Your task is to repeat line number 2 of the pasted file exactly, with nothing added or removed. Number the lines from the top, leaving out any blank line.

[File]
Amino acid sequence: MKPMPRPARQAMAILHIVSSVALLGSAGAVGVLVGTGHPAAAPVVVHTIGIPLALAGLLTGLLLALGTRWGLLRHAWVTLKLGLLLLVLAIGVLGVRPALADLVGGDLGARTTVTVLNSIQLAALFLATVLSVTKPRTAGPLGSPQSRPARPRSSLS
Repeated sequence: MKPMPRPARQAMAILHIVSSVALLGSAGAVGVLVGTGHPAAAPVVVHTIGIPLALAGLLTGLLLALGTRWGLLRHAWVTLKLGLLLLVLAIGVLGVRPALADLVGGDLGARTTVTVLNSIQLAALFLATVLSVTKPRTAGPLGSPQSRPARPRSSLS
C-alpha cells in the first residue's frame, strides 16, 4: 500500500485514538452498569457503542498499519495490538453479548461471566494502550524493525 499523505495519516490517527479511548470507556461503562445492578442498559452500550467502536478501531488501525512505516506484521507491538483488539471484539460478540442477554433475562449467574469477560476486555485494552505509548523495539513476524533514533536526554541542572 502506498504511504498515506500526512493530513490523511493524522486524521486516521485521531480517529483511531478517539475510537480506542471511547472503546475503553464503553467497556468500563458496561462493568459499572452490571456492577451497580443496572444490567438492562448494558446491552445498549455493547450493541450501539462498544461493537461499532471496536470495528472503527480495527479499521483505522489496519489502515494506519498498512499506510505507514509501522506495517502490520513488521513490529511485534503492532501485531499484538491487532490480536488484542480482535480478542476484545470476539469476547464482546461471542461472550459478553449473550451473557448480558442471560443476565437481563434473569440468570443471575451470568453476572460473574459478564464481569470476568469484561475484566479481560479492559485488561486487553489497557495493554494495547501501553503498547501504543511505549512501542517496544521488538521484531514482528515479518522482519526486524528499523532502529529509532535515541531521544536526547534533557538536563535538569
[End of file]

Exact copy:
Repeated sequence: MKPMPRPARQAMAILHIVSSVALLGSAGAVGVLVGTGHPAAAPVVVHTIGIPLALAGLLTGLLLALGTRWGLLRHAWVTLKLGLLLLVLAIGVLGVRPALADLVGGDLGARTTVTVLNSIQLAALFLATVLSVTKPRTAGPLGSPQSRPARPRSSLS